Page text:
Bruce Feinberg, DO: When you initially created it, were MPNs on the list, or were they targeted as low-hanging fruit because you saw a lot of variance or you saw greater opportunity? How did MPNs work their way into that?
Michael Reff, RPh, MBA: MPNs worked their way in.
Kathy Oubre: For us, it was that low-hanging fruit because it was something that those 2 newest people could wrap their hands around. If they were trying to develop a whole colon cancer pathway program of total care, that is a much larger area to wrap your hands around. We decided to start small and build from there. Mike, is that what you see within the NCODA membership?
Michael Reff, RPh, MBA: You do. Of course, you do not want to try to boil the ocean all at once. By looking at those that we described as low-hanging fruit, it is an easier way to get your legs under you as you are rolling these concepts out across a practice. You then start tackling bigger therapeutic areas as needed, but it is about engaging that whole care team to have responsibility for that patient, and that is what Kathy was describing.
It is the awareness of the opportunity, taking a look at the tool that we created at NCODA, which was the positive quality intervention that we started with MPNs. It is the education around that and around the disease. It is having somebody at the practice take a leadership role, which Kathy talked about with the new nurse practitioner and nurse taking this on and the leadership getting behind it. It is then taking a look at the quality initiative itself: What exactly is the element that we are trying to impact? That is the positive quality intervention. What is the intervention part of that initiative? And then developing that culture of positive change. When you get the endorsement from the CEO [chief executive officer] of the practice to tackle something, then you certainly have that culture of “Let’s work on this together, and we will roll this out successfully” because you have buy-in from the top down.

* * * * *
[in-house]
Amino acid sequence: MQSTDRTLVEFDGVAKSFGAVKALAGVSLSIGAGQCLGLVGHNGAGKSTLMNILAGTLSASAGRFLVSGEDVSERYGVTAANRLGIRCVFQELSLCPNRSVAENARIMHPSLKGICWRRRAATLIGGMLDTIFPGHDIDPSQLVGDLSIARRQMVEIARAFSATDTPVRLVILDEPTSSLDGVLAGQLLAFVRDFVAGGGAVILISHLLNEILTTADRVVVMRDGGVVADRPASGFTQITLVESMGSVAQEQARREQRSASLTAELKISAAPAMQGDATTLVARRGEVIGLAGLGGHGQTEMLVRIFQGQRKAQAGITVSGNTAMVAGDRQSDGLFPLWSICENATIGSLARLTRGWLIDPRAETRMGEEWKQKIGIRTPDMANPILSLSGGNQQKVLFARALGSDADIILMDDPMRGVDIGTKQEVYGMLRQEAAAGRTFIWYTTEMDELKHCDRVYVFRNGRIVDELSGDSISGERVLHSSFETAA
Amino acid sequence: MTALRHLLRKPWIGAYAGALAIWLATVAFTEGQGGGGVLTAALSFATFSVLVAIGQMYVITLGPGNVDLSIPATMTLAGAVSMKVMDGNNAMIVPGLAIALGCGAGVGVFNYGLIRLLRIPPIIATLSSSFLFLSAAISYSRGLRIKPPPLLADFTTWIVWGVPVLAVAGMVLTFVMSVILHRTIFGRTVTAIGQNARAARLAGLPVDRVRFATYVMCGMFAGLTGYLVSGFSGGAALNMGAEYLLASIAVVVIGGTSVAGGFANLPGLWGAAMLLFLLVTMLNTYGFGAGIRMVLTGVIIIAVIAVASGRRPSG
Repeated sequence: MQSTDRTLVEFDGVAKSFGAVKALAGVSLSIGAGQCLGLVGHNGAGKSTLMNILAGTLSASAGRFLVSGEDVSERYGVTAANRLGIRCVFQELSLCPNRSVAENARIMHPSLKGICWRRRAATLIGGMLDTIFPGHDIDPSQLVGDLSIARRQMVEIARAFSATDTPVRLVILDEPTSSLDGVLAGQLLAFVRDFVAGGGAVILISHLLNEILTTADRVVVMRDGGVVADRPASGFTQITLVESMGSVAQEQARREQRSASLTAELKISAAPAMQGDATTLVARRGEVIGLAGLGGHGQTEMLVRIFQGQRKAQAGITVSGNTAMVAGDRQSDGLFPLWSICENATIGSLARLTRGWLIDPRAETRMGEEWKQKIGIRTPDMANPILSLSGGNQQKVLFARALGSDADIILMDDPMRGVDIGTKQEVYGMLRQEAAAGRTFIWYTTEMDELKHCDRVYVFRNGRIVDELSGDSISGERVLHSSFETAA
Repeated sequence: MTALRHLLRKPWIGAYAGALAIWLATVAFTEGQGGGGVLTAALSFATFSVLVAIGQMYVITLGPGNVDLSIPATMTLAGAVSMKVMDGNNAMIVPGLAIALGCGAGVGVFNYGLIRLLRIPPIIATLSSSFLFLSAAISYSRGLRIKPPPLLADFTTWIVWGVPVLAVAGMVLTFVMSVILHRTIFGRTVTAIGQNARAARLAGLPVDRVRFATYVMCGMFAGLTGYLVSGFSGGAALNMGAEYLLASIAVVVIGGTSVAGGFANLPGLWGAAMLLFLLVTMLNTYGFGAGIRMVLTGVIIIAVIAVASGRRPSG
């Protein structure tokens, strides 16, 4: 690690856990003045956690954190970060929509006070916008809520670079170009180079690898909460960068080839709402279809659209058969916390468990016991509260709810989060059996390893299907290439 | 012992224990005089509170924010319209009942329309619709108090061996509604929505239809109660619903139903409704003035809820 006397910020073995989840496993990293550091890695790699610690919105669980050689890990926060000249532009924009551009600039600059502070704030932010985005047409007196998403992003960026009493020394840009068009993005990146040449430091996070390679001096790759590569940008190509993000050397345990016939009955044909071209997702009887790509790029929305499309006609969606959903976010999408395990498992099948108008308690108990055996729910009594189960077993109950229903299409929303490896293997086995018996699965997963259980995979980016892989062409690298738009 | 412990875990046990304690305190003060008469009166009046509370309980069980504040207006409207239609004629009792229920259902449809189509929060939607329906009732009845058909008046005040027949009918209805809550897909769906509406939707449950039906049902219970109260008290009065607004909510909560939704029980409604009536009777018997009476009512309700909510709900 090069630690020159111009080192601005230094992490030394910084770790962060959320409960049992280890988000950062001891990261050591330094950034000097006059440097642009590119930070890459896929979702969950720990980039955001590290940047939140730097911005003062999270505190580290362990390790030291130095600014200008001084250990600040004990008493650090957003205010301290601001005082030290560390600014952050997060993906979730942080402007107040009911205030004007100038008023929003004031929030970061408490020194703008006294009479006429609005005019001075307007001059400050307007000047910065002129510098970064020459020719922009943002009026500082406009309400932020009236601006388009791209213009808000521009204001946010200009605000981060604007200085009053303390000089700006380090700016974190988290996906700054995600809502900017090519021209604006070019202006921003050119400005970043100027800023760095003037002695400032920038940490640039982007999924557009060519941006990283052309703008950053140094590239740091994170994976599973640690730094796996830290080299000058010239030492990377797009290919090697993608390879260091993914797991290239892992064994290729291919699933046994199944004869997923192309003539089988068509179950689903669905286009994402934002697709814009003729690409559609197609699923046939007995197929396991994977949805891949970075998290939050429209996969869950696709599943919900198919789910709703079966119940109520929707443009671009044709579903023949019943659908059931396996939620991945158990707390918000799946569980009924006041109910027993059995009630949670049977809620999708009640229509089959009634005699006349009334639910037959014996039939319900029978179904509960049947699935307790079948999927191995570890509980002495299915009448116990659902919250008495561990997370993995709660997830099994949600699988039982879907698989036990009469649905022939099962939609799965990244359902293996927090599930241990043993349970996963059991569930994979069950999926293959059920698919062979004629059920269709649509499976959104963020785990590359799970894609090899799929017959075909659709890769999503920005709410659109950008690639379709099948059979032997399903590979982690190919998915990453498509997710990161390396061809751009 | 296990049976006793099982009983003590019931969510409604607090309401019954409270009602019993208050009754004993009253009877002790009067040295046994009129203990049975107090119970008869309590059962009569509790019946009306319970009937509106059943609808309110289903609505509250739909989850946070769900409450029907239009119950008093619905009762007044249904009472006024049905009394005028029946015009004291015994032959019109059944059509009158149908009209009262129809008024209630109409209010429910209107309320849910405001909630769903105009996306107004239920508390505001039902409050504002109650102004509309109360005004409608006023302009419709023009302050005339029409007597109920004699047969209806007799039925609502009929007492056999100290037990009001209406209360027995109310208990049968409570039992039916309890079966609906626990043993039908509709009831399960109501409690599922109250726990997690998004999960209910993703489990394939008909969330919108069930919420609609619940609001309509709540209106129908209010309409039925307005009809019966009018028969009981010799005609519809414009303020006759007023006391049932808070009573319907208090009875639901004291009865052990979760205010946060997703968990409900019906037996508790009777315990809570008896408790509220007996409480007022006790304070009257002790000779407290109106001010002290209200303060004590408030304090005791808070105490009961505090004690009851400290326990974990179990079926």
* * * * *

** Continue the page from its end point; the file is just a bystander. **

Bruce Feinberg, DO: I want to bring the doctors back in. Jamile, I do not know how familiar you are with this, but whether you are familiar or not, when you hear about something like that, does it sound like something you are already doing? Is it something you or your patients would benefit from doing? What is your take?
Jamile M. Shammo, MD: It sounds interesting because patients who have MPNs often feel as if they are not being paid attention to as much as they would like to be. They often feel they do not get the attention they deserve. To the point that was brought up, they do not get seen as frequently as many other patients who have hematologic malignancies get seen.
If I were to think of adopting something like this at our section [at Rush University Medical Center], we do not have a similar program, but it would probably be worthwhile to have a pilot program like this to see some of the positive impacts of it on patients and how they would receive it. We try to do the best we can with our patients to do all the end points in the clinical team that we have, but we are also looking to see if improving quality of life for patients would be a huge endeavor with patients like those in this group.
Transcript edited for clarity.